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Predicting The Future of Gasoline Prices

Chart In Focus
January 22, 2010

Almost all of us are affected in some way by the movements of gasoline prices.  So this week I want to share with you a really cool insight about how to predict 2 months ahead of time where gasoline prices are likely to go.  It does not work perfectly; it merely works extremely well.

The chart this week compares gasoline futures prices to the total open interest in all gasoline futures contracts.  The open interest plot is set forward by 8 weeks to reveal the leading indication that it gives for where gasoline prices are likely to go.

The abbreviation "RBOB" stands for "reformulated blendstock for oxygenate blending", which is an absolutely horrible name.  Clearly, the marketing folks were not involved in that naming decision.  RBOB refers to a new standard formulation, established in 2007, which replaced the old standard for unleaded gasoline.  The new standard was required because of the phase out of an additive chemical, MTBE.  The open interest data used in this chart comes from the CFTC's weekly Commitment of Traders (COT) Report, and includes older gasoline futures contracts to construct this historical plot.

I do not know precisely why the open interest data provides such an accurate leading indication for where prices are going to go.  Clearly, most of the players in the gasoline futures market are not aware of this phenomenon, otherwise they would have taken advantage of it by now.  And now that I am telling you all about it, it is a reasonable presumption that it won't work as well going forward, since the word is out now.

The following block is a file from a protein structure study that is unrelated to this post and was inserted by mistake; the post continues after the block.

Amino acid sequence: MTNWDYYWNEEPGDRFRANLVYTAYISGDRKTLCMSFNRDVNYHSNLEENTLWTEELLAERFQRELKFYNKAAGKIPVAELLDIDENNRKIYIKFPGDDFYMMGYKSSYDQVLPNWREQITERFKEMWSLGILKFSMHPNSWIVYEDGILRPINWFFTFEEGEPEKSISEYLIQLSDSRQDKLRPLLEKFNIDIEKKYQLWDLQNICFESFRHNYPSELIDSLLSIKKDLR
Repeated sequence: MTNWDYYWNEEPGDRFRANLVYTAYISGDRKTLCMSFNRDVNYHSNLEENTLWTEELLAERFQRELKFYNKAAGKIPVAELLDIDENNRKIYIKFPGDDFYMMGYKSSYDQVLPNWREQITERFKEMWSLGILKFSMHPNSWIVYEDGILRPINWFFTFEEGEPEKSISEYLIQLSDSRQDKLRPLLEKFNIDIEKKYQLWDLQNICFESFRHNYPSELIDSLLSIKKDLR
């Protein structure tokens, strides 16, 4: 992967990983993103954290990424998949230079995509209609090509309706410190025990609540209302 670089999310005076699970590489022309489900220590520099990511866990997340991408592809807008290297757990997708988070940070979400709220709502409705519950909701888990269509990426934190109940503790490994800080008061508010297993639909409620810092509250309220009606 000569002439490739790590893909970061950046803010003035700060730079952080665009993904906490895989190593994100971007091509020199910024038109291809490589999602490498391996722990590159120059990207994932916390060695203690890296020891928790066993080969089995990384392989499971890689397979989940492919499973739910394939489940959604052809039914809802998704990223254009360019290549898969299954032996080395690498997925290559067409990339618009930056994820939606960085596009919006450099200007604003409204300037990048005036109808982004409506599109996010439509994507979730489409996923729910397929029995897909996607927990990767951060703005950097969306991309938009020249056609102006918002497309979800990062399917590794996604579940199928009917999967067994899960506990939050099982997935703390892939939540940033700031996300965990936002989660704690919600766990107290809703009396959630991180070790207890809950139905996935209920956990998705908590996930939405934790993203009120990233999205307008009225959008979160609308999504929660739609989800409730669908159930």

I also cannot explain why this leading relationship did not work prior to around January 2000 (not shown in this chart).  I just observe that it is working now quite well, even if I don't have a good explanation for why it should work.  And we should not blame this leading indicator for not knowing how much of a price spike would occur during the 2005 hurricane season.

One other point worthy of note in this chart is that gasoline prices show a very strong seasonal tendency to see a top sometime between April and June.  Producers and refiners ramp up for the summer driving season, and prices climb in advance of the actual increase in gasoline consumption over the summer.  We should fully expect to see such a top between April and June this year as well.

Looking at the leading indication right now, it tells us to expect to see a drop in RBOB futures prices over the next 3-4 weeks, and then a rebound back to the recent highs or even higher.  How much of that dip will trickle through to prices at the pump is a bit more complex of an issue.  But if you are looking ahead to when to fill up the gas tank on your yacht, or when to expect the stocks of oil refiners to bounce, a leading indication like this can be quite useful.  It is one of the charts we feature fairly frequently in our Daily Edition

Tom McClellan
Editor, The McClellan Market Report

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